Victoria’s second coronavirus lockdown has added to pressure on the federal government to consider extending economic support measures to help businesses forced to close again.
Melbourne’s return to lockdown is increasing pressure on the federal government to consider extending economic support for businesses beyond the September deadline.
It's estimated the six-week lockdown starting at midnight on Wednesday, covering metropolitan Melbourne and the Mitchell Shire, will cost the economy up to $1 billion a week.
Melbourne’s famous Lygon Street cafe precinct in Carlton is among those preparing to revert to takeaway only.
Matteo Balto, restaurant manager at DOC Expresso, told SBS News it was a difficult time.
“You don’t even know how long you are having to go through this period and if the business will make it,” he said.
“It’s a big shock … the impact is really huge. The income now is going from say 100 per cent to 20 per cent.”
Industry groups have warned hospitality and retail businesses will again suffer the most with fears many could be at risk of permanent closure.
They’ve called for the federal government to consider extending welfare support programs, which are due to expire at the end of September.
The lockdown measures mean restaurants and cafes that had begun opening their doors must return to take-away only service models.
Stay-at-home orders mean many other businesses will again see reduced demand for goods and services.
Owner of Greek restaurant Rebel Blue on Chapel Street, Vinny Diaco, said continued government support was required to help businesses on the ground.
“It’s not good – I look at everyone else around us and they’re thinking the same thing,” he told SBS News.
"Unfortunately, what we do in hospitality is we bring people together and that's what is effectively the biggest issue with this virus."
Calls to extend government support measures
Victorian Chamber of Commerce and Industry chief executive officer Paul Guerra said many businesses were already desperate and this lockdown could be a tipping point for them.
“Another six weeks means - that cash flow for them – they’re just not going to make it through,” he told SBS News.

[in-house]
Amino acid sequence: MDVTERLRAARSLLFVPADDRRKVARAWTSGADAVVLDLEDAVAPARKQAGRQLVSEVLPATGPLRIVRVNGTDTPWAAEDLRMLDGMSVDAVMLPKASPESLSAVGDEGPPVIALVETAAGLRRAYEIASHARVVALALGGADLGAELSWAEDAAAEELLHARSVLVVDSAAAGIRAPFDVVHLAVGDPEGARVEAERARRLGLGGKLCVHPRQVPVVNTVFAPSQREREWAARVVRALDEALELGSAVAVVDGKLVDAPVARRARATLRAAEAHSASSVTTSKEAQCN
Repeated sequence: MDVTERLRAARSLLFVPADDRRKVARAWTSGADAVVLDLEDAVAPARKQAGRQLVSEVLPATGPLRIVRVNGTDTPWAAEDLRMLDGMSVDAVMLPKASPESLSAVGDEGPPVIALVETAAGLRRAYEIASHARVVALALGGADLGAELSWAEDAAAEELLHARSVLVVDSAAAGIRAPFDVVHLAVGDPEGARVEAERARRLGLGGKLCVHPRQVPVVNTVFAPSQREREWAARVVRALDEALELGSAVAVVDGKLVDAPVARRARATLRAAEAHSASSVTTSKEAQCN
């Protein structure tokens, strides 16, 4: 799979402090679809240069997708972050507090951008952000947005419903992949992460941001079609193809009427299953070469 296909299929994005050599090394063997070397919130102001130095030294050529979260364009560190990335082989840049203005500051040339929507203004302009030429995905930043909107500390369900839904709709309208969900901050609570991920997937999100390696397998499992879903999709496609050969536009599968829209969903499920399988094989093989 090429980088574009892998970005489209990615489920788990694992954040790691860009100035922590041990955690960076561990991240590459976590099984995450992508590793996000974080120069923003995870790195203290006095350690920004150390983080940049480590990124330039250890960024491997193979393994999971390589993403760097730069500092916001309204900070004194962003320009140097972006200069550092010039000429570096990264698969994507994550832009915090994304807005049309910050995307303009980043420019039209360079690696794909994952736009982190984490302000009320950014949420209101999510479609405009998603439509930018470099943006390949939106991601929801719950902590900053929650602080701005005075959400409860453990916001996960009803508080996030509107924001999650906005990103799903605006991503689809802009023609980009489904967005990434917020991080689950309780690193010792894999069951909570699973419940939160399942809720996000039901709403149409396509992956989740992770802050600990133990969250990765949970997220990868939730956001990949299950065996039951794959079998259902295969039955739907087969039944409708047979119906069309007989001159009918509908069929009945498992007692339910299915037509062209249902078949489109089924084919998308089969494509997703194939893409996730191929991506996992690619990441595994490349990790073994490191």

“Our view is that JobKeeper in its current form needs to be extended for at least three months for Victorian businesses.”
Monash University financial economist John Vaz said the lockdown could be a matter of life or death for small businesses.
“Many of them will not be able to survive, they are already stretched thin, so unless they can get a new life boat thrown at them they will fall over,” he told SBS News.
He said for the period of time that any restrictions apply JobKeeper should continue, but "be more targeted and look at the industries affected.”
Ongoing support promised
Treasurer Josh Frydenberg is reassessing the future of the support schemes JobKeeper and JobSeeker, ahead of a mini-budget in late July.
“There will be another wave of income support,” he told SBS News.
He said the government had already injected $10 billion into Victoria's economy from JobKeeper payments and the business cash flow boost over the past three months.
“We recognise that some sectors of the economy are going to be slower to recover than others and of course developments in Victoria will impede the speed and trajectory of the nation’s recovery,” Mr Frydenberg said.
The treasurer has said he is also considering bringing forward income tax cuts.
The six-week lockdown in Melbourne is currently scheduled to end in August, before the deadline for government support programs is due to finish.
Victorian Premier Daniel Andrews said he’s confident the prime minister and treasurer understand the hardship and pain being faced by his state.
“All Victorians would be very reassured that hardship and real need is going to continue to drive the federal government’s policy response, just as it always has driven ours and will continue to,” he said.
Prime Minister Scott Morrison said he had assured the Victorian premier there would be ongoing federal welfare support.
"This is about tailoring a national program to provide support where the support is needed," the prime minister said.
"Because of what has happened in Victoria, obviously the need there will be far greater than was previously and that need will be met."
Labor’s treasury spokesperson Jim Chalmers said businesses are “crying out" for certainty from the government.
“The government should consider better targeting JobKeeper, they should consider tapering it - but they shouldn't turn off the tap for every business and every worker,” he told reporters.
"We need the government to come clean, if they have a plan for JobKeeper let's hear it, if they have a plan to bring forward tax cuts, let's hear that too."